Friday, July 20, 2007

The Ultimate Jewish Newspaper

Calling all opinions. I need all the help I can get here.

If you had the opportunity to create the ultimate Jewish newspaper, taking the best from every Jewish publication out there and adding some spice of your own, what issues would you want covered?

What are the important issues of our day? What are important issues that are discussed on the blogs but don't see as much attention as they perhaps should?

Pick anything from broad topics like economics to education to more specialized or specific issues. I need all your ideas. Every idea is useful. And please state the obvious, because sometimes it isn't obvious to me.

And especially consider what issues you would want presented and articles you would want geared toward an audience of motivated young adults.

Now, please discuss!


sprouter said...

I think it would be amazing to do biographies of different kinds of people who do chesed (men, women, different hashkafot) and ask them both logistical questions (how are you balancing book learning with chesed, etc) and spiritual questions (how do you open your heart to each person who walks through the door).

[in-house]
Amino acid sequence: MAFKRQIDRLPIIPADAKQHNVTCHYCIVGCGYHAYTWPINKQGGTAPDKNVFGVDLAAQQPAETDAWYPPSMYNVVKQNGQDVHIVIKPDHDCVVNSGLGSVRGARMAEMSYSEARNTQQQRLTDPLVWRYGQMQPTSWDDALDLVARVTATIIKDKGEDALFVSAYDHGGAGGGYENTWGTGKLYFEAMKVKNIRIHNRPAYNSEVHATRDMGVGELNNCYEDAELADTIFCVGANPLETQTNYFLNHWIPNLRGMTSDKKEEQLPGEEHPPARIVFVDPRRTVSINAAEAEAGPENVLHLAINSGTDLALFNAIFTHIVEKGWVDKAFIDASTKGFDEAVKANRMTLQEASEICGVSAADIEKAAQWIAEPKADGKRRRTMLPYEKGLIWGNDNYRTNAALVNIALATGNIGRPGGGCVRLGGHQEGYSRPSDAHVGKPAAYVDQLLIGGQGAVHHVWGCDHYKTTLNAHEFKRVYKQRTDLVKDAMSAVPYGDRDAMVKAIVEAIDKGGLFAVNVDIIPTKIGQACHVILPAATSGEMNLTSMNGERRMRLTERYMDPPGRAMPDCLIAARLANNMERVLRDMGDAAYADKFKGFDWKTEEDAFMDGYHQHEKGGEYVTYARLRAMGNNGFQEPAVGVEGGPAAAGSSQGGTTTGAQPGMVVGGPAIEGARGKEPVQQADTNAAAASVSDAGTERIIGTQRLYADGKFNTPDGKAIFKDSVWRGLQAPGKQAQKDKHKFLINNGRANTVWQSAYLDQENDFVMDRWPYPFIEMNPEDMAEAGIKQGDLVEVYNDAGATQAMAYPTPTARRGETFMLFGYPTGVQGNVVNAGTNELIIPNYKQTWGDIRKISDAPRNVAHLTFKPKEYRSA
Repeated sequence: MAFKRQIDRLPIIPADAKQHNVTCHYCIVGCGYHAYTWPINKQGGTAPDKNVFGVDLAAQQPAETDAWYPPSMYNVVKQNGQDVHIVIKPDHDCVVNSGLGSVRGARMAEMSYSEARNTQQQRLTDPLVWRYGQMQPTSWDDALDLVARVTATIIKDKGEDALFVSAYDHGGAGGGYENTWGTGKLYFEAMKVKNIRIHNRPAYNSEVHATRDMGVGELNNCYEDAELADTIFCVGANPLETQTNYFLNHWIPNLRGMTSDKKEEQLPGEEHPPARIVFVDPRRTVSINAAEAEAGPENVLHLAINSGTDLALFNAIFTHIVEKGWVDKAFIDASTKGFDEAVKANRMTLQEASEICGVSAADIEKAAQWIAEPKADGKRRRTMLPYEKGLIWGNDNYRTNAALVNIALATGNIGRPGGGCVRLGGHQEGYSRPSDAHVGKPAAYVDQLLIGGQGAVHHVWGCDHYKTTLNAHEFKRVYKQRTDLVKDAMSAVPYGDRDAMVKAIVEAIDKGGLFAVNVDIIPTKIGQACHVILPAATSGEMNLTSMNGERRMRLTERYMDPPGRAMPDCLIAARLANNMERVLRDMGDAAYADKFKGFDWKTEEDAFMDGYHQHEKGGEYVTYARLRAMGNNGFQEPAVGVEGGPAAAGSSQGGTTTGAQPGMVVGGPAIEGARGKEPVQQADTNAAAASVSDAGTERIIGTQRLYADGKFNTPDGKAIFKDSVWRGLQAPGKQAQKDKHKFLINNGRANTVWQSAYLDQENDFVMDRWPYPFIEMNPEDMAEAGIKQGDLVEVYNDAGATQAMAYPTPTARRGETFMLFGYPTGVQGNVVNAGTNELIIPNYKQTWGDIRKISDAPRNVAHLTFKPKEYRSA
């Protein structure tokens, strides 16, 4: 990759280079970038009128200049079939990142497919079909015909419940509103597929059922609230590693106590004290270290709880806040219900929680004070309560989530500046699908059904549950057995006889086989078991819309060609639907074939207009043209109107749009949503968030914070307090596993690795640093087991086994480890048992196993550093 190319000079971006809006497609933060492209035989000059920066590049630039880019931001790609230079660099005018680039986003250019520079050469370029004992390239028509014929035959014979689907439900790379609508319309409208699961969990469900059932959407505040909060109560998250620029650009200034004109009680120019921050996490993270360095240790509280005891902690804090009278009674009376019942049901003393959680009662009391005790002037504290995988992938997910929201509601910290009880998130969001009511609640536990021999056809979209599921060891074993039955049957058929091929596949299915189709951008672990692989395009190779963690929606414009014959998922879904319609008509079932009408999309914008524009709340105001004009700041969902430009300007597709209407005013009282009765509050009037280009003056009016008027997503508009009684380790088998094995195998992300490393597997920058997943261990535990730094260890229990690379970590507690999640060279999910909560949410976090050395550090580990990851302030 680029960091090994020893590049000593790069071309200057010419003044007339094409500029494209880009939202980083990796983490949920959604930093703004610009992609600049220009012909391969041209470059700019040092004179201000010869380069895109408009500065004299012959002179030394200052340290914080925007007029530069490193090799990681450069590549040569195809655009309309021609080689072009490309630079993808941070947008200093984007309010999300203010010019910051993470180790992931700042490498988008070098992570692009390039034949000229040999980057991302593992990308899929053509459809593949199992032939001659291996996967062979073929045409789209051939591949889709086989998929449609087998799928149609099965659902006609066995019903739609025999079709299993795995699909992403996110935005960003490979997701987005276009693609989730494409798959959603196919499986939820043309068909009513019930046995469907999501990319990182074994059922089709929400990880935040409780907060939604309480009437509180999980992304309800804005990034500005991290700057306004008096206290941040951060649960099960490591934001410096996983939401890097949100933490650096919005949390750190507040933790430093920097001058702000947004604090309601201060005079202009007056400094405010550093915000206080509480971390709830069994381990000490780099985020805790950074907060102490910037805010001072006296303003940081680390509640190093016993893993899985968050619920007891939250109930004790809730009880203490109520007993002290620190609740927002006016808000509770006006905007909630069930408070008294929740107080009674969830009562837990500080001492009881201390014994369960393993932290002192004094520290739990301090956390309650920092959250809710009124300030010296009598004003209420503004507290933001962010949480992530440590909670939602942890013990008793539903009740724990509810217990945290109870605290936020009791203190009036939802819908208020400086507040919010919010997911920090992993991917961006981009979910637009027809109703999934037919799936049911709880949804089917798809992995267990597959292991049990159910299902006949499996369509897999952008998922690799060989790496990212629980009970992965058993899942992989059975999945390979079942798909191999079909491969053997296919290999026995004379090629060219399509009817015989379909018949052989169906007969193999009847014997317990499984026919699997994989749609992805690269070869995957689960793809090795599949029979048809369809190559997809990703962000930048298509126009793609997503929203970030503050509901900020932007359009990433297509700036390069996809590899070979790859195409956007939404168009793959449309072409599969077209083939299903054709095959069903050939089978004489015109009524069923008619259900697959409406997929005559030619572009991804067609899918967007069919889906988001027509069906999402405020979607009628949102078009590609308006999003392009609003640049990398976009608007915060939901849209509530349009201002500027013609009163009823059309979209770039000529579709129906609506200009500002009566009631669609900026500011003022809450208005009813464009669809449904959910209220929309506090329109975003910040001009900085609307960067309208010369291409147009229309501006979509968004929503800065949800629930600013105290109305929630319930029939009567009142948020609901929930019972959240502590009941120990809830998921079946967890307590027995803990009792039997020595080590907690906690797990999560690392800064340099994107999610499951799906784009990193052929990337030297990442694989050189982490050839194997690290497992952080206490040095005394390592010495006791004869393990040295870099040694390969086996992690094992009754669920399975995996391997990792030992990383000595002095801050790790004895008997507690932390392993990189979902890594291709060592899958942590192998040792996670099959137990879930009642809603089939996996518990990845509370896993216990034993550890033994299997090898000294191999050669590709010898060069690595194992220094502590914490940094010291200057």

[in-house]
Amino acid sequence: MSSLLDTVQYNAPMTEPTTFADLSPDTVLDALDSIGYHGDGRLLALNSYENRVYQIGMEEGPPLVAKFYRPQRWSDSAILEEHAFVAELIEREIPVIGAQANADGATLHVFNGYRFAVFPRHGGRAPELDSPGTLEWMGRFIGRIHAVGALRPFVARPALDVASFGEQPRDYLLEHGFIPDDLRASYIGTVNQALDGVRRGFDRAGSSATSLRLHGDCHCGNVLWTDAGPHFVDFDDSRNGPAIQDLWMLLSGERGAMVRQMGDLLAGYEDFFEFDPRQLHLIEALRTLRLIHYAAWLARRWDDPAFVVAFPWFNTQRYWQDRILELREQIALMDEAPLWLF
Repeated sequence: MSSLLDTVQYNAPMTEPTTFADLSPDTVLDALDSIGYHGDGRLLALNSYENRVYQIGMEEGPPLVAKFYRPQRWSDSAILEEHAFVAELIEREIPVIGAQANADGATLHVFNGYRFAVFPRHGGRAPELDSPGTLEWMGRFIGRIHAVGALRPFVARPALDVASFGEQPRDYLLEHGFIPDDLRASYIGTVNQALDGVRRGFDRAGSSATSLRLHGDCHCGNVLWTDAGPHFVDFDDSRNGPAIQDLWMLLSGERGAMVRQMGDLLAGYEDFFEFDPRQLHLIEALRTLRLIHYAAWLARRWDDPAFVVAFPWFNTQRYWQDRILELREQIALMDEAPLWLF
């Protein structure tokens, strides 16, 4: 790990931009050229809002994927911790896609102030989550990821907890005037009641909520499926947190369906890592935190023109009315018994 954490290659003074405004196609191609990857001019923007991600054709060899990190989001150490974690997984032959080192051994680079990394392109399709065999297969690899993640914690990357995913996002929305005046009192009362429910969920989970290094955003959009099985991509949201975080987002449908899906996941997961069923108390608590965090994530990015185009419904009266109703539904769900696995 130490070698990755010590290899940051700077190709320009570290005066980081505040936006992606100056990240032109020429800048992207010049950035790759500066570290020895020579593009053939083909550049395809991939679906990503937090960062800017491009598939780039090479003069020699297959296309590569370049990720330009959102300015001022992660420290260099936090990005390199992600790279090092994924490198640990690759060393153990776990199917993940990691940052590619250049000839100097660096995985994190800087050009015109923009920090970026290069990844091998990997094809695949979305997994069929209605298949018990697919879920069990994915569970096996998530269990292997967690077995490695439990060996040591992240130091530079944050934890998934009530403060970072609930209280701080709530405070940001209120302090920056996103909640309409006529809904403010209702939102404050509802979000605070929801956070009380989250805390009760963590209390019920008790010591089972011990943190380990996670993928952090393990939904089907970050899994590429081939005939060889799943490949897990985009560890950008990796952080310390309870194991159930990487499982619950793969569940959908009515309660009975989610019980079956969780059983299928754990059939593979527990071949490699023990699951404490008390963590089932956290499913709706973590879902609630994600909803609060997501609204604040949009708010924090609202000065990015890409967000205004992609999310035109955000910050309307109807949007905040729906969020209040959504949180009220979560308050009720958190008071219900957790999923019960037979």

I think they do chesed biographies in some of the frummer newspapers, but this would be better because it would be more variety of the type of person (not only women who wear shaitels talking about balancing chesed with family life) and it could go really deep.

Opinion said...

It's amazing how much we think alike. I have had the same idea for which I have wanted to do for several years now but every time I find the courage, I am discouraged because I know the culture and problems, I know how people react, and I know that even if I had all the right ideas, they are not commonplace and are seldom openly accepted. I think that current Jewish newspapers reflect the greater Jewish community's cookie cutter mentality but rarely does it reflect what is really happening and what people really have in their minds and on their hearts. To analyze it briefly:

There is either a pro-Israel/pro-Zionist bias or anti-Israel bias cleaverly disguised as concern for Israel.

There is either a relgious bias or a secular bias.